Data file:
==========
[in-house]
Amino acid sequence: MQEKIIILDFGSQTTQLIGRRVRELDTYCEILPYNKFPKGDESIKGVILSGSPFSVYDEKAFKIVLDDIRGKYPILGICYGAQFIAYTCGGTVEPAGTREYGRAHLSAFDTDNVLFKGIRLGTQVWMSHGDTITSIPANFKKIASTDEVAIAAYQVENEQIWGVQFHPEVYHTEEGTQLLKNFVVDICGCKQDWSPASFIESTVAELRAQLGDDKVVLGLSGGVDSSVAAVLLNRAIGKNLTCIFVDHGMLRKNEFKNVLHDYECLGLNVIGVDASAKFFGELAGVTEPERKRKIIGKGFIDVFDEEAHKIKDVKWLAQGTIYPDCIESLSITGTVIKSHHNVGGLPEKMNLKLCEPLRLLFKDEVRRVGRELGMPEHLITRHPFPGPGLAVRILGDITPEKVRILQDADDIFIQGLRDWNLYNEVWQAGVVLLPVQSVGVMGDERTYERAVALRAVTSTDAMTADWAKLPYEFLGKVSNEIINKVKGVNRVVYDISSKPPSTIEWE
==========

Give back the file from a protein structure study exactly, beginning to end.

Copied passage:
[in-house]
Amino acid sequence: MQEKIIILDFGSQTTQLIGRRVRELDTYCEILPYNKFPKGDESIKGVILSGSPFSVYDEKAFKIVLDDIRGKYPILGICYGAQFIAYTCGGTVEPAGTREYGRAHLSAFDTDNVLFKGIRLGTQVWMSHGDTITSIPANFKKIASTDEVAIAAYQVENEQIWGVQFHPEVYHTEEGTQLLKNFVVDICGCKQDWSPASFIESTVAELRAQLGDDKVVLGLSGGVDSSVAAVLLNRAIGKNLTCIFVDHGMLRKNEFKNVLHDYECLGLNVIGVDASAKFFGELAGVTEPERKRKIIGKGFIDVFDEEAHKIKDVKWLAQGTIYPDCIESLSITGTVIKSHHNVGGLPEKMNLKLCEPLRLLFKDEVRRVGRELGMPEHLITRHPFPGPGLAVRILGDITPEKVRILQDADDIFIQGLRDWNLYNEVWQAGVVLLPVQSVGVMGDERTYERAVALRAVTSTDAMTADWAKLPYEFLGKVSNEIINKVKGVNRVVYDISSKPPSTIEWE